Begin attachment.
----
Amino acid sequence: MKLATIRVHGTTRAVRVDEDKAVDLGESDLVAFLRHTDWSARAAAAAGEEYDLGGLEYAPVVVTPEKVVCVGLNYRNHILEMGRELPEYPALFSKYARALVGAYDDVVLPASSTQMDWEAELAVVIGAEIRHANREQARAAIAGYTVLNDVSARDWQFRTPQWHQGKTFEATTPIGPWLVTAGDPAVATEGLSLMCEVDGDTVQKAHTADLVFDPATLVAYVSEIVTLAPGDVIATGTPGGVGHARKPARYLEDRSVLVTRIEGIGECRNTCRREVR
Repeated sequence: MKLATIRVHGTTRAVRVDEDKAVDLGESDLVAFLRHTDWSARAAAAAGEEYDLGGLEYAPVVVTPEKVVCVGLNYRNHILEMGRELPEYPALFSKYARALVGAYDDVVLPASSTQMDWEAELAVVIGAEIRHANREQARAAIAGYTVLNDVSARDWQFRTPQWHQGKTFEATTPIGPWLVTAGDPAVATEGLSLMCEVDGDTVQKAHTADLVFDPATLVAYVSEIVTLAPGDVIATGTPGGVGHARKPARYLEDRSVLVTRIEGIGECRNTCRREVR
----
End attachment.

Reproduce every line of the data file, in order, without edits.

Amino acid sequence: MKLATIRVHGTTRAVRVDEDKAVDLGESDLVAFLRHTDWSARAAAAAGEEYDLGGLEYAPVVVTPEKVVCVGLNYRNHILEMGRELPEYPALFSKYARALVGAYDDVVLPASSTQMDWEAELAVVIGAEIRHANREQARAAIAGYTVLNDVSARDWQFRTPQWHQGKTFEATTPIGPWLVTAGDPAVATEGLSLMCEVDGDTVQKAHTADLVFDPATLVAYVSEIVTLAPGDVIATGTPGGVGHARKPARYLEDRSVLVTRIEGIGECRNTCRREVR
Repeated sequence: MKLATIRVHGTTRAVRVDEDKAVDLGESDLVAFLRHTDWSARAAAAAGEEYDLGGLEYAPVVVTPEKVVCVGLNYRNHILEMGRELPEYPALFSKYARALVGAYDDVVLPASSTQMDWEAELAVVIGAEIRHANREQARAAIAGYTVLNDVSARDWQFRTPQWHQGKTFEATTPIGPWLVTAGDPAVATEGLSLMCEVDGDTVQKAHTADLVFDPATLVAYVSEIVTLAPGDVIATGTPGGVGHARKPARYLEDRSVLVTRIEGIGECRNTCRREVR